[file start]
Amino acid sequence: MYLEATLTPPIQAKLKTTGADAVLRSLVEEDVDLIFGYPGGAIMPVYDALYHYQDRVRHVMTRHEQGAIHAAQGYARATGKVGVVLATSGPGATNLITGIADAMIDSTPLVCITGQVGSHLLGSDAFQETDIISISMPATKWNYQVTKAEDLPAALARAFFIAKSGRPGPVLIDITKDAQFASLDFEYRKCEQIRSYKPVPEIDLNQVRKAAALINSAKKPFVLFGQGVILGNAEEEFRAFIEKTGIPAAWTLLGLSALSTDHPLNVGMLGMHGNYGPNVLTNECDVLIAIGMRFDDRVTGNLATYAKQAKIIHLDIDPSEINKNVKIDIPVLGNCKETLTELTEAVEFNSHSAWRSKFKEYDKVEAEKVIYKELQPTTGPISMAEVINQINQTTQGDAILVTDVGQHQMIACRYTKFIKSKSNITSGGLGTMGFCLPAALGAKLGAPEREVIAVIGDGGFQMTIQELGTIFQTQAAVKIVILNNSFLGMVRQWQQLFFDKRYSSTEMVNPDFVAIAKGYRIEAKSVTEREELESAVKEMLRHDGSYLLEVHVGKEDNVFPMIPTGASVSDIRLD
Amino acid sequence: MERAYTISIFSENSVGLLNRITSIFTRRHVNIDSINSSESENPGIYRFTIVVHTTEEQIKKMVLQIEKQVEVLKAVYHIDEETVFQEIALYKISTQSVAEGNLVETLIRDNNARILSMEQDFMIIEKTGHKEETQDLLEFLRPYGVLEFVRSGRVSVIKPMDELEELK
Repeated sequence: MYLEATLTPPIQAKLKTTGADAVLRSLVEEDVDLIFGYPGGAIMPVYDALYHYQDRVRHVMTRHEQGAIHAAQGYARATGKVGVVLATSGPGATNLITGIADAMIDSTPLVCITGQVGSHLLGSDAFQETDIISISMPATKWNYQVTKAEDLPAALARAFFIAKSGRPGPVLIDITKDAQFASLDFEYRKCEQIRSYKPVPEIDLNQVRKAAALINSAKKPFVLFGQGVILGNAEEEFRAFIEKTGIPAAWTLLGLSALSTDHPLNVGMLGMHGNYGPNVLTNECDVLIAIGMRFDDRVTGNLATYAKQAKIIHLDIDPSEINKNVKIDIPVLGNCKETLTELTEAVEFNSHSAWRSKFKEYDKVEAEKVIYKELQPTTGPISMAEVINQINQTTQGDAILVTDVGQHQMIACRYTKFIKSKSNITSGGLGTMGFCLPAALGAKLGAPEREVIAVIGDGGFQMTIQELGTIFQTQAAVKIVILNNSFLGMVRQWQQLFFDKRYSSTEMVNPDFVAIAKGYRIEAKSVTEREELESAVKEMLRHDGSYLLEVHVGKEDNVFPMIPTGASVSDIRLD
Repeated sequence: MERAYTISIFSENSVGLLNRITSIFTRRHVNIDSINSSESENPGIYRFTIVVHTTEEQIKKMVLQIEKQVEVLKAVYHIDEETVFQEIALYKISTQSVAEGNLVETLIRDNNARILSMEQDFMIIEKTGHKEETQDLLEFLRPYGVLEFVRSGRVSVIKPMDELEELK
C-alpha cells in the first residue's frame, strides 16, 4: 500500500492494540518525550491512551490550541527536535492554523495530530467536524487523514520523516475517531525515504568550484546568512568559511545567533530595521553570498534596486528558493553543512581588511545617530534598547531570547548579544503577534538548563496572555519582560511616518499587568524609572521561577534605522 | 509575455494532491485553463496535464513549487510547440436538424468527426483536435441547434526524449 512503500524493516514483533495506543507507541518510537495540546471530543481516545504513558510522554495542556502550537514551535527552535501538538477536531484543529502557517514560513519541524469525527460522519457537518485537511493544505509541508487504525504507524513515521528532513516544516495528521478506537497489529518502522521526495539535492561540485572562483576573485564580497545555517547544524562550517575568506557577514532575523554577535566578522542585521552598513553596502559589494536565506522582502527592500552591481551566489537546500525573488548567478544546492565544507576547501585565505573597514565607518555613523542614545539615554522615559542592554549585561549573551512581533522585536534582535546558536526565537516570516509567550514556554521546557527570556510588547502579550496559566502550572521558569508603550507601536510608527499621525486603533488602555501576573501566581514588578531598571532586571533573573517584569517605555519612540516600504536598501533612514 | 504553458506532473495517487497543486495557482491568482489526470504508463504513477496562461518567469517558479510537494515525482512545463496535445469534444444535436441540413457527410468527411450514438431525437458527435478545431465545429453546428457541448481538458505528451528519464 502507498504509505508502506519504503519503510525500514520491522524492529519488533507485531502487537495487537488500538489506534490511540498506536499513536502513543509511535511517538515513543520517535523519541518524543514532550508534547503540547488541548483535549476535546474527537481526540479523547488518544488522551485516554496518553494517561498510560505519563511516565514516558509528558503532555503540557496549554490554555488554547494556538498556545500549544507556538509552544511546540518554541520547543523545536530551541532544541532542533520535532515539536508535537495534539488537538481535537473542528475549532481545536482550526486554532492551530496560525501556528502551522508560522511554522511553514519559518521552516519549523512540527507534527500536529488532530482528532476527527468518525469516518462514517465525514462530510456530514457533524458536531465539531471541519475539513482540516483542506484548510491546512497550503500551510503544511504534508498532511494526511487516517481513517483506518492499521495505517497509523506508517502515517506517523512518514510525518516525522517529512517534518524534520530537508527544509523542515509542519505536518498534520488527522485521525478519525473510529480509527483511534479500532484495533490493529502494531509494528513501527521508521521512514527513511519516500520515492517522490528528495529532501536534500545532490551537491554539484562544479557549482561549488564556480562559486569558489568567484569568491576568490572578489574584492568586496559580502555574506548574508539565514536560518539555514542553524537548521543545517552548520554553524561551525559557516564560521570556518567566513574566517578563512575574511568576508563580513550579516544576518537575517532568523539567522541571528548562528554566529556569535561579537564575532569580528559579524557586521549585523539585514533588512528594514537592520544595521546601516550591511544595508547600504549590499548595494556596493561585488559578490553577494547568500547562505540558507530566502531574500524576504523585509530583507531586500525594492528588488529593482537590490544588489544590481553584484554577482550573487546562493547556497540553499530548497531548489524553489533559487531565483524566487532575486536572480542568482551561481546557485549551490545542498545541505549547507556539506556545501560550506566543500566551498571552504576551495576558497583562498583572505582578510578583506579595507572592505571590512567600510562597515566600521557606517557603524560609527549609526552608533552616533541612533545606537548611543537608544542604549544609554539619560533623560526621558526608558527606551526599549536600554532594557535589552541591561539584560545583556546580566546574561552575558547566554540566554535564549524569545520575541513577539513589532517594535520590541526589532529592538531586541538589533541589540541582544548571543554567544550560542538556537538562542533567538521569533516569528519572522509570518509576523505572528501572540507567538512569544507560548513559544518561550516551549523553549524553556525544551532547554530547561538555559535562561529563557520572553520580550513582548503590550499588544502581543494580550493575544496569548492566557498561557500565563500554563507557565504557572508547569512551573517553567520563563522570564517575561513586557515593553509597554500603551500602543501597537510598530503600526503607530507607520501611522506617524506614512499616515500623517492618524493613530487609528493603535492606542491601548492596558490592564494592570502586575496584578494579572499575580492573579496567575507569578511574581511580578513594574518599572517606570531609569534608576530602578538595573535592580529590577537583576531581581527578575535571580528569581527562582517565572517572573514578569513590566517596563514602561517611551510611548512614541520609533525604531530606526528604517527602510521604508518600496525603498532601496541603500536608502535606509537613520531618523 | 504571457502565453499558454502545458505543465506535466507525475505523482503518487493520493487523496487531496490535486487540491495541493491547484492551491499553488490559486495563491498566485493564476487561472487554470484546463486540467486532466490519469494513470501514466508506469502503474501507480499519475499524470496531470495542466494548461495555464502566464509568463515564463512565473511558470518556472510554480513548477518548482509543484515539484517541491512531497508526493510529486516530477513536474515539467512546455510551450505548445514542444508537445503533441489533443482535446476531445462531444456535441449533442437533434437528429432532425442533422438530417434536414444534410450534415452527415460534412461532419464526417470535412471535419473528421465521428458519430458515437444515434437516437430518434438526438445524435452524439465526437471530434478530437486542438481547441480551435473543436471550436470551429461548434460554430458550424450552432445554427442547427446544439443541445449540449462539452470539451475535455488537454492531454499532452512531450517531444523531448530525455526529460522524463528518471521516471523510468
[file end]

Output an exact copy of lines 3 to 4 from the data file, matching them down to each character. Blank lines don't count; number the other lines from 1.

Repeated sequence: MYLEATLTPPIQAKLKTTGADAVLRSLVEEDVDLIFGYPGGAIMPVYDALYHYQDRVRHVMTRHEQGAIHAAQGYARATGKVGVVLATSGPGATNLITGIADAMIDSTPLVCITGQVGSHLLGSDAFQETDIISISMPATKWNYQVTKAEDLPAALARAFFIAKSGRPGPVLIDITKDAQFASLDFEYRKCEQIRSYKPVPEIDLNQVRKAAALINSAKKPFVLFGQGVILGNAEEEFRAFIEKTGIPAAWTLLGLSALSTDHPLNVGMLGMHGNYGPNVLTNECDVLIAIGMRFDDRVTGNLATYAKQAKIIHLDIDPSEINKNVKIDIPVLGNCKETLTELTEAVEFNSHSAWRSKFKEYDKVEAEKVIYKELQPTTGPISMAEVINQINQTTQGDAILVTDVGQHQMIACRYTKFIKSKSNITSGGLGTMGFCLPAALGAKLGAPEREVIAVIGDGGFQMTIQELGTIFQTQAAVKIVILNNSFLGMVRQWQQLFFDKRYSSTEMVNPDFVAIAKGYRIEAKSVTEREELESAVKEMLRHDGSYLLEVHVGKEDNVFPMIPTGASVSDIRLD
Repeated sequence: MERAYTISIFSENSVGLLNRITSIFTRRHVNIDSINSSESENPGIYRFTIVVHTTEEQIKKMVLQIEKQVEVLKAVYHIDEETVFQEIALYKISTQSVAEGNLVETLIRDNNARILSMEQDFMIIEKTGHKEETQDLLEFLRPYGVLEFVRSGRVSVIKPMDELEELK